Valuation and Indebtedness. - Assessed valuation of personal property $418,240; railroad property, $141,277.46; total assessed valuation of all property, $2,187,313.46; true valuation or all property, $3,645,522.43. Total indebtedness of county, township, city and school districts, $105,443.75; per cent. of indebtedness to assessed valuation, .05 -.

Newspaper History. - The first paper published in the county was the Cricket, by Thos. G. Walters, at Holton, in the fall of 1858. The publisher had neither type nor press, but wrote the locals with pen and ink, and illustrated political events with colored pencils. The paper was published weekly for about two months.

The first press and type were brought to Holton, October, 1867, by A. W. Moore, who at once commenced the publication of the Jackson County News, a Republican seven-column paper. October 1st, 1871, Frank H. Stout became a fourth owner in the paper. He remained, however, but three months, and sold out. January 4, 1872, Geo. S. Irwin became a half owner in the News, retaining his interest until November 7, 1872. June 4, of the same year, Moore & Irwin enlarged the paper to eight columns, and changed the title to Holton News. Moore continued the publication of the paper alone from November, 1872, until February 6, 1874, when Frank A. Root purchased the good will, and consolidated it with the Express. Moore moved the printing material to Dodge City, Kansas, and issued the Messenger.

In May, 1868, a stock company was formed by members of the Democratic party, and the publication of the Jackson Democrat commenced, with T. G. Williams as editor. August, 1869, the concern was sold to J. W. Fox, who changed the named to Holton Leader, and run it as an Independent journal for about one year, and moved to St. Mary's, Kansas.

In 187-, Frank H. Stout started the Netawaka Herald. Published it until October 1st, 1871, when he sold the office to parties from Irving, Kansas, who removed it to that point.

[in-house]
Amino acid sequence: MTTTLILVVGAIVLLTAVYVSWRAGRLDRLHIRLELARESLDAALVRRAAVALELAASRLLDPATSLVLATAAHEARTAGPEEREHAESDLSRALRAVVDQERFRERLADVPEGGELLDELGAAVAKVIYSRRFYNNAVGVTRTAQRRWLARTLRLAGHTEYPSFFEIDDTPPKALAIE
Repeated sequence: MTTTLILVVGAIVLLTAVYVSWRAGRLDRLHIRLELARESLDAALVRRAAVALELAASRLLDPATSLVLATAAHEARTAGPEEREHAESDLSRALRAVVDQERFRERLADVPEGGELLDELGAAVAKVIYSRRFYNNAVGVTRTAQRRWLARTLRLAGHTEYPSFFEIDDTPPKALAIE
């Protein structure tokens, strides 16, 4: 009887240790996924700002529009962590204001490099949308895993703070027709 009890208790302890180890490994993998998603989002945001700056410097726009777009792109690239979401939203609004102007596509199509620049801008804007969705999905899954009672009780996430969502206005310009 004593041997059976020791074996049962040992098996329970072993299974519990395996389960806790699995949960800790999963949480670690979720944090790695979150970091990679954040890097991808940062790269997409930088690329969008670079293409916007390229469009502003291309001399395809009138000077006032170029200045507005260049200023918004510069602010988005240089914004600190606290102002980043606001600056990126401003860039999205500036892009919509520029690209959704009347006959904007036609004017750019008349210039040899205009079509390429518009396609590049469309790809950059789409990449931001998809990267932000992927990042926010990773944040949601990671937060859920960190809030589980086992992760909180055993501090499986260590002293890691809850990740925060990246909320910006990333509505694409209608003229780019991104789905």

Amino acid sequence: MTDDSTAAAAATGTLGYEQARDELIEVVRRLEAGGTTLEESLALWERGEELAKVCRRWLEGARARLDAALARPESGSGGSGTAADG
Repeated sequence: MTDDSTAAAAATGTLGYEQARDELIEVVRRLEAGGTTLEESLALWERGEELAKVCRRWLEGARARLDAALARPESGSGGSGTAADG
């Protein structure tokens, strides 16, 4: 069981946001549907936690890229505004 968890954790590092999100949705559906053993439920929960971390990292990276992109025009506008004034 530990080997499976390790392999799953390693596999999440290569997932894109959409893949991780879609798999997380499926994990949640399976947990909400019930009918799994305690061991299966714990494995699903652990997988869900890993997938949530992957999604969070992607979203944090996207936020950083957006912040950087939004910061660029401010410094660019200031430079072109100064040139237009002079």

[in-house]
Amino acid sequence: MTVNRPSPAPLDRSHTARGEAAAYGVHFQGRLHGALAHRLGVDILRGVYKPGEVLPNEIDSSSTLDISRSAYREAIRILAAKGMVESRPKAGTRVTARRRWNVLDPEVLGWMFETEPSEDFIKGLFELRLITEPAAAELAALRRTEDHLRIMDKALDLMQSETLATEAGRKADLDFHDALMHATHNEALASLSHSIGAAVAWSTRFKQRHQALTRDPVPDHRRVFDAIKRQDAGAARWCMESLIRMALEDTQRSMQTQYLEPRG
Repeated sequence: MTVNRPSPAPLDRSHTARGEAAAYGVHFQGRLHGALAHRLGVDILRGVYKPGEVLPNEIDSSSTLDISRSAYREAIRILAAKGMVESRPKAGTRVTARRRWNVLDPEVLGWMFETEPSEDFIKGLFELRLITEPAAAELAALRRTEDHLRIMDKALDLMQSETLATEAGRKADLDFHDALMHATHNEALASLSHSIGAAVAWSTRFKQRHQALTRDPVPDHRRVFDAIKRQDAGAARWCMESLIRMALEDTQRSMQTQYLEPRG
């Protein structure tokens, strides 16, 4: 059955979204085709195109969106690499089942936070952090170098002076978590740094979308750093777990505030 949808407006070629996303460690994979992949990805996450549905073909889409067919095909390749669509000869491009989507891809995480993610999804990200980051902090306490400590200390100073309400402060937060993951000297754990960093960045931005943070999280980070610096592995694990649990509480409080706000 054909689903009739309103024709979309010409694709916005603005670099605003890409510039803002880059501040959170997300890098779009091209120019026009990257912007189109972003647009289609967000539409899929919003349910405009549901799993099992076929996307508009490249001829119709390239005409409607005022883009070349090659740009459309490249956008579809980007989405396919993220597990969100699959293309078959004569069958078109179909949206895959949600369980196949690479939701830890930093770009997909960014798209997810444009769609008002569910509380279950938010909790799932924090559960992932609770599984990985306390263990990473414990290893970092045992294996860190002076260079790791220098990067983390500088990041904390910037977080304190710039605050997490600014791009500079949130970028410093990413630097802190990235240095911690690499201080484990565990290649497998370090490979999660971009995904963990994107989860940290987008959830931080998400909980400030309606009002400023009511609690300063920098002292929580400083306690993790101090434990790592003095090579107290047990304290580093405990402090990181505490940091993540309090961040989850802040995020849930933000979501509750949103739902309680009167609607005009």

The next newspaper venture was by Frank A. Root, April 13, 1872, who brought an office from Seneca, Kansas, to Holton, and started the Holton Express, Republican in politics. February 6, 1874, Root bought the News, and published the Express and News until March 26, 1875, when he sold the paper to Beck & Shiner.

June 4, 1872, George S. Irwin took an office to Netwaka, in Jackson county, and commenced the publication of the Netawaka Chief, a seven-column, independent Republican paper. Irwin owned the paper until September 24, 1872, when he sold the office to A. J. Best and H. D. Sprague. January, 1873, Best & Sprague sold the Chief to H. L. Roberts, who continued its publication until July 14, 1874, when he removed to Hiawatha, Brown county.

In 1871 and 1872, Ira I. Taber published the Real Estate Bulletin, a monthly, devoted to landed interests.

March 2, 1875, Shiner & Laithe brought an office to Holton and started the Recorder. Two weeks afterwards, M. M. Beck purchased the interest of Laithe. March 26, Beck & Shiner bought the Express of Root, and consolidated the two papers, under the title of Recorder and Express. January 1, 1877, the word Express was dropped from the heading, and the paper is yet published at Holton by Beck & Shiner.

April 1, 1877, J. C. Lillie took an office from Leavenworth, and started a Democratic paper called the Argus. It lived about six months, and succumbed for the want of patronage.

January 16, 1878, Messrs. Fairchild & Sargent began the publication of the Holton Signal, an eight-column Democratic paper. It is still published by the same firm.

The only daily ever published in the county was by Frank A. Root - the Daily Express - during the three days of the fair, September, 1874.

Schools. - Number of organized districts, 67; school population, 3,217; average salary of teachers, per month, males, $37.84; females, $29.15. School houses built during 1878, frame, 5. Total number of school houses, 65; log, 1; frame, 57; brick, 2; stone, 5. Value of all school property, $58,487. No report of shade trees.

Churches. - Baptist: organizations, 2; membership, 210. Congregational: organizations, 1; membership, 9. Episcopal: organizations, 1; membership, 23; church edifices, 1; value of church property, $700. Methodist Episcopal: organizations, 13; membership, 605; church edifices, 1; value of church property, $6,000. Presbyterian: organizations, 3; membership, 170; church edifices, 3; value of church property, $5,800. Roman Catholic: organizations, 4; membership, 400; church edifices, 1; value of church property, $800.

Transcribed from First Biennial Report of the State Board of Agriculture to the Legislature of the State of Kansas, for the Years 1877-8 embracing statistical exhibits, with diagrams of the agricultural, industrial, mercantile, and other interests of the state, together with a colored outline map of the state, and sectional maps, in colors, of each organizaed county, showing their relative size and location, railroads, towns, post offices, school houses, water powers, etc., etc. Topeka, Kansas: Kansas State Board of Agriculture. Rand, McNally & Co., Printers and Engravers, Chicago. 1878. Transcribed by Aireanne Smith and Laura Kaufmann, October, 2001.